Only have a minute? Listen instead
The Texas Legislature has once again been called back to Austin to pass an education savings account voucher program that legislators in the House have rebuffed time and time again. These vouchers would provide up to $10,500 for some individuals to attend private schools. Proponents of these entitlements say that families should be able to choose the schools that are right for their kids, but it’s the private schools that get the choice under the proposals being considered in Austin. The bills allow schools to pick and choose which students they accept and to charge more in tuition than what the voucher would be worth.
In other states with similar programs, we’ve seen that those who are availing themselves of these vouchers were largely already attending private schools, and some states either saw private school tuitions increase or fly-by-night schools opening and charging the exact amount of the voucher. It’s important to note that 40% of private schools that opened after vouchers were approved in various states are now closed.
Current voucher proposals also don’t require a private school to provide free or reduced-price meals, transportation or the vital social services upon which many economically disadvantaged students in the Rio Grande Valley rely. Public schools provide all of this and more.
The truth is that public schools in Texas are providing a quality education to the 5 million students they, especially in the Rio Grande Valley. Our public schools have all earned either A or B ratings by the Texas Education Agency and are recognized for their outstanding performance across the state.
A voucher program would divert funds away from our public schools to unaccountable private schools and threaten our success. Our schools are already feeling the financial pinch of crippling inflation and other rising costs as the state has failed to increase per-pupil funding since 2019. Districts across the state are having to adopt deficit budgets just to provide the same services as years past, but this cannot be sustained. At some point, district leaders will need to start making difficult decisions such as reducing staff and cutting services.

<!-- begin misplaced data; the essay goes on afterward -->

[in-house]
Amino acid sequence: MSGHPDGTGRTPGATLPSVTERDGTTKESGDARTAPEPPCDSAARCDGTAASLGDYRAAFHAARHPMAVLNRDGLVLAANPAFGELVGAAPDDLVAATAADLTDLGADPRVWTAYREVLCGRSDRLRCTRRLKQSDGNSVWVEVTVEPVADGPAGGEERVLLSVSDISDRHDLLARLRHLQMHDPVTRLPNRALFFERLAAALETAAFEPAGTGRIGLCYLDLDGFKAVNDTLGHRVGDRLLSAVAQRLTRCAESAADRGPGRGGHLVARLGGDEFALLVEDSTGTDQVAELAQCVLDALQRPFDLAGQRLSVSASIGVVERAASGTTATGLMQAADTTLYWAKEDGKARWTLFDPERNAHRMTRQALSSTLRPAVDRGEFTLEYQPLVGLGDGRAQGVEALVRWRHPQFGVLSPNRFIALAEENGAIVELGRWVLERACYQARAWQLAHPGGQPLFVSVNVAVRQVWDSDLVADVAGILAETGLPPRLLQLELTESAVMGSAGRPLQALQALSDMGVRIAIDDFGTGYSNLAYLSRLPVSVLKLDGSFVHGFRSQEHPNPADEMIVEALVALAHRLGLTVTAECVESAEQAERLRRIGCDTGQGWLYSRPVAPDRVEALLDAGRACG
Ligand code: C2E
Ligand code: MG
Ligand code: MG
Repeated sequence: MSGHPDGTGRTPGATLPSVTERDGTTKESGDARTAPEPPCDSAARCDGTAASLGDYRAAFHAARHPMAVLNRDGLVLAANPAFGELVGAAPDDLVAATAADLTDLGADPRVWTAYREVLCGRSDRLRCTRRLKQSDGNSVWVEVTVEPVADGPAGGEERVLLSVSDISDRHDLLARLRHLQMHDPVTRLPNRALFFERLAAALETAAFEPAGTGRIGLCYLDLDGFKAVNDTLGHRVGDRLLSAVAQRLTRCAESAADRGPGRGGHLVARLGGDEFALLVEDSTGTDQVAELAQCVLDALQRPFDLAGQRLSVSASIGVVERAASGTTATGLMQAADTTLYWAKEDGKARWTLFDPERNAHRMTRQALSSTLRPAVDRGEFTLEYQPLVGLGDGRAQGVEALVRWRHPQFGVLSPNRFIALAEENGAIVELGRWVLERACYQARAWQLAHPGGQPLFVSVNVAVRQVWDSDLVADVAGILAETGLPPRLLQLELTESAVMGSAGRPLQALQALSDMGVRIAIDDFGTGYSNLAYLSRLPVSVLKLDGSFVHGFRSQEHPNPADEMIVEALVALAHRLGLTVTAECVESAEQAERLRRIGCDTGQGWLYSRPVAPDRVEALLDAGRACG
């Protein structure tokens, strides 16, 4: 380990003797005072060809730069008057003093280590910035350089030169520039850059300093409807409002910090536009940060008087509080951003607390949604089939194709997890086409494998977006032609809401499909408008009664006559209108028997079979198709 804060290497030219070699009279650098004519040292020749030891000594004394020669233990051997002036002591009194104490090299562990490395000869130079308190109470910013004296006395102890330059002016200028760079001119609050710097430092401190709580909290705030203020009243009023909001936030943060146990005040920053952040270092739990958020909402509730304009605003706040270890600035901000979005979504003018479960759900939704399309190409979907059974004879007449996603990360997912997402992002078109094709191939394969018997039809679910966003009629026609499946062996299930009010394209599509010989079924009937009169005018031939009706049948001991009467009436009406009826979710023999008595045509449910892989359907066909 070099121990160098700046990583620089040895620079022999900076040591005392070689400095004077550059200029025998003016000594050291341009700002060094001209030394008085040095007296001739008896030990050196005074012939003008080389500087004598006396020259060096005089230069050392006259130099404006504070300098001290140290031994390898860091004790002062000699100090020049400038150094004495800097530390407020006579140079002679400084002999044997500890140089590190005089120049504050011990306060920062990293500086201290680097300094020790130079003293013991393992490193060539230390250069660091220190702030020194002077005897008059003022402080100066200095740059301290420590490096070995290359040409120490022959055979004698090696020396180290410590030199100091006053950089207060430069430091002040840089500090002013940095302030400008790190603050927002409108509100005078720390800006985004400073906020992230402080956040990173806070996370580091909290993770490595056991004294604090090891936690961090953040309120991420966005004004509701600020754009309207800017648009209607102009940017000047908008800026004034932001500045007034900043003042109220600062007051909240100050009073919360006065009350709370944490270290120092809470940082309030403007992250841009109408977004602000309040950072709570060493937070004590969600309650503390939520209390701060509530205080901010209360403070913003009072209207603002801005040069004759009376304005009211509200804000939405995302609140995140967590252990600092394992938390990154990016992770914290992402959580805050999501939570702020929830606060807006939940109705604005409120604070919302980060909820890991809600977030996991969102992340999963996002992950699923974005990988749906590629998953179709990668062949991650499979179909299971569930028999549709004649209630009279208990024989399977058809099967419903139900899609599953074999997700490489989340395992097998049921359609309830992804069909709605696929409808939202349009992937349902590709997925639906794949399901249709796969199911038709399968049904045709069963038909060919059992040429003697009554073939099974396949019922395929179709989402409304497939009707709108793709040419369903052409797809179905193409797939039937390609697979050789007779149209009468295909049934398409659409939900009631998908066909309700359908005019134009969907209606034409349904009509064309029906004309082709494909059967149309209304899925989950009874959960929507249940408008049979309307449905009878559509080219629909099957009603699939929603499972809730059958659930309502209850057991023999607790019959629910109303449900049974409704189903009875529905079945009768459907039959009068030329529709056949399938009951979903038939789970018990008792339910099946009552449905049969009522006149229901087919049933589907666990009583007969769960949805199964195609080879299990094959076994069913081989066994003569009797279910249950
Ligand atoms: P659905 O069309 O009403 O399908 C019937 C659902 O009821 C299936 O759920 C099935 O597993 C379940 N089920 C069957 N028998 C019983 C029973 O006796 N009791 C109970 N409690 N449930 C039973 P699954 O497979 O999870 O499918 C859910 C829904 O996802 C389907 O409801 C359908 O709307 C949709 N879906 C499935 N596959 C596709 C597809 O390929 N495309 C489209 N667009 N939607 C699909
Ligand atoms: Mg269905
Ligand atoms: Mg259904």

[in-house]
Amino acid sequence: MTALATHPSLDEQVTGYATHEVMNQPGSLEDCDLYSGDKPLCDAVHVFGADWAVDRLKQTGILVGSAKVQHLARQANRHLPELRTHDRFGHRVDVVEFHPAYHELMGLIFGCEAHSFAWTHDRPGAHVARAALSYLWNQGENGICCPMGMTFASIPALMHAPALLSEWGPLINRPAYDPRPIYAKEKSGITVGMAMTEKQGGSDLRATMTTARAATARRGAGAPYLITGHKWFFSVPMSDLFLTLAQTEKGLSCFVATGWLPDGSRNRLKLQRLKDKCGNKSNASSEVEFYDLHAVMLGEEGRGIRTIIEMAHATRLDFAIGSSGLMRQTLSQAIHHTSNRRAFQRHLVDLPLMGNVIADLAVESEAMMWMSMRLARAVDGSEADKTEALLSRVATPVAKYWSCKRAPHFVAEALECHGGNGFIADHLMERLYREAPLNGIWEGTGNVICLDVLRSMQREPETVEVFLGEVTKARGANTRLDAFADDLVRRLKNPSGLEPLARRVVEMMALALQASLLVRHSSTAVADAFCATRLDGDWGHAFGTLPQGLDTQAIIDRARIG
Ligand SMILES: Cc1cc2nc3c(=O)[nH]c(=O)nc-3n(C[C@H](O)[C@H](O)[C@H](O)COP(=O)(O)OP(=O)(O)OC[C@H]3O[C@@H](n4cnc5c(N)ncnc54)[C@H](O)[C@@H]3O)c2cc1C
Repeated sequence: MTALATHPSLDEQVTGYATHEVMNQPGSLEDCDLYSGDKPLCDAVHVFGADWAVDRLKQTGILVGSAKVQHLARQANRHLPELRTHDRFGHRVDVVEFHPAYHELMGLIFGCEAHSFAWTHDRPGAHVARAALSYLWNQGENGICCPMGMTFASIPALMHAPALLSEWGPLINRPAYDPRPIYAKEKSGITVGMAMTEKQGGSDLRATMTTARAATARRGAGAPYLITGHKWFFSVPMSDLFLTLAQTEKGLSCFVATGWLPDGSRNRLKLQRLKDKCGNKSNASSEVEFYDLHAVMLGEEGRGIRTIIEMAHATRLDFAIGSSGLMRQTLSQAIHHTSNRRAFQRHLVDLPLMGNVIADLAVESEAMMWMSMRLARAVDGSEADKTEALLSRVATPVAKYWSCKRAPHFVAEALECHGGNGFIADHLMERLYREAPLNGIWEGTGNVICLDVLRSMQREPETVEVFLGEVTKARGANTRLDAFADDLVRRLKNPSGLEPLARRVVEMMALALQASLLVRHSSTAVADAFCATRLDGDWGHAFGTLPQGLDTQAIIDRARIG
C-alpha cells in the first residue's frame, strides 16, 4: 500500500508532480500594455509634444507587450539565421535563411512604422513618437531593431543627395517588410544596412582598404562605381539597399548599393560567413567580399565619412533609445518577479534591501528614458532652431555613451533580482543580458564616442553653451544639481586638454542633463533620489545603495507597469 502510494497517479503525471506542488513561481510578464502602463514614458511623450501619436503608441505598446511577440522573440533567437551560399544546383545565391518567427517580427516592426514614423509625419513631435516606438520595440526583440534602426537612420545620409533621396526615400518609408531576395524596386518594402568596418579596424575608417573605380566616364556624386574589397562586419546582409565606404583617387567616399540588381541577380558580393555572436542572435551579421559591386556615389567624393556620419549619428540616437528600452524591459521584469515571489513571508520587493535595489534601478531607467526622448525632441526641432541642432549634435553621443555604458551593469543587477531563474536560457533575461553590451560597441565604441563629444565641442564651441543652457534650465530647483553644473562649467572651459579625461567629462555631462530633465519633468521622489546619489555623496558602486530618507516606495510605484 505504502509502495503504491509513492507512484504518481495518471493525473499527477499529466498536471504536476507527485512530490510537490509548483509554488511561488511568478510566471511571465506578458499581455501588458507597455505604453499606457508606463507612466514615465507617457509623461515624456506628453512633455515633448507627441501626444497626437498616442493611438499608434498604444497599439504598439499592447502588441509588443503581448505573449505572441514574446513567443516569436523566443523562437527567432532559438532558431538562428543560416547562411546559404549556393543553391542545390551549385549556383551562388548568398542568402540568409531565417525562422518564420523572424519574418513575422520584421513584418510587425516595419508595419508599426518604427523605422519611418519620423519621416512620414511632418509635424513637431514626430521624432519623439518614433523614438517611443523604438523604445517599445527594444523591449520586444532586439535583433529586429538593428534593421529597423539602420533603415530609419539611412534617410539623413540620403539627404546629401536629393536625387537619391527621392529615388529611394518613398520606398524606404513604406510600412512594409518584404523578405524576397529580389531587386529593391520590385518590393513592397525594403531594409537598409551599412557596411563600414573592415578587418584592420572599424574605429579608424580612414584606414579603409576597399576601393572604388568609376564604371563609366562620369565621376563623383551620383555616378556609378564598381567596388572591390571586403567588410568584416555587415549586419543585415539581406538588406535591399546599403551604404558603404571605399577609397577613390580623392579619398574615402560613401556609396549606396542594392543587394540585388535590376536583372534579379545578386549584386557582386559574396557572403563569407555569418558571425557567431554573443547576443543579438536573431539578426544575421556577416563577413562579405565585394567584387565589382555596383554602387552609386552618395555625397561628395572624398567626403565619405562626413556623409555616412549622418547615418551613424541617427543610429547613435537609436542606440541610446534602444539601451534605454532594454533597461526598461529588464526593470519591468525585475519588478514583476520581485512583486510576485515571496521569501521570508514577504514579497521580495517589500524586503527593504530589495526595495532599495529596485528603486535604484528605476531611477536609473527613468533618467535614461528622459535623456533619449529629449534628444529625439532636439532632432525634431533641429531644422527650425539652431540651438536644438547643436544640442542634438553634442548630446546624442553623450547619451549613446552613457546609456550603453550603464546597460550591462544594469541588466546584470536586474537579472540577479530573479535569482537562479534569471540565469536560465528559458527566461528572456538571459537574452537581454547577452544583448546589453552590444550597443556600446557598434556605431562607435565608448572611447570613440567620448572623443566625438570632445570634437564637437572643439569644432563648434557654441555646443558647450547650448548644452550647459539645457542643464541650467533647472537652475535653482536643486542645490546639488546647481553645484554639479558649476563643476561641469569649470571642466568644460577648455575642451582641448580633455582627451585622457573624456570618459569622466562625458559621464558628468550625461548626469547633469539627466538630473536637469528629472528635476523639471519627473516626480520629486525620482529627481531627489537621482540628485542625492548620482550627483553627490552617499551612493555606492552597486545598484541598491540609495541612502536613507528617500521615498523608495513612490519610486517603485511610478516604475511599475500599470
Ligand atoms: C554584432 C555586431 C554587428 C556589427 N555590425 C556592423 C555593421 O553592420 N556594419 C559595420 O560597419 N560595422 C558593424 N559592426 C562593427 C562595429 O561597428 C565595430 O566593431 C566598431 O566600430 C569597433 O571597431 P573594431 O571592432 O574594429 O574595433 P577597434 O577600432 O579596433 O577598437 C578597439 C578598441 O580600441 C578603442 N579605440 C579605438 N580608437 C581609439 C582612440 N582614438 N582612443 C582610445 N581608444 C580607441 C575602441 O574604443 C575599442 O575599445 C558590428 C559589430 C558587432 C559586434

And for those claiming that competition would improve all schools, vouchers don’t create a competitive marketplace. Competition is based on an even playing field. In Texas, private schools play by different rules than those established by the state for public schools. For example, public schools must enroll any student who comes through their doors, while private schools can choose to accept or reject any student. In fact, most private religious schools in Texas reject 15% of all applicants while “elite” private schools reject 80% of all applicants. That does not seem like a real choice for students.
In the end, using public tax dollars to fund private institutions with no accountability to taxpayers or the state is a bad idea. It’s bad for children, it’s bad for the Valley, and it’s bad for Texas.
George H. McShan is a former member of the Harlingen school board.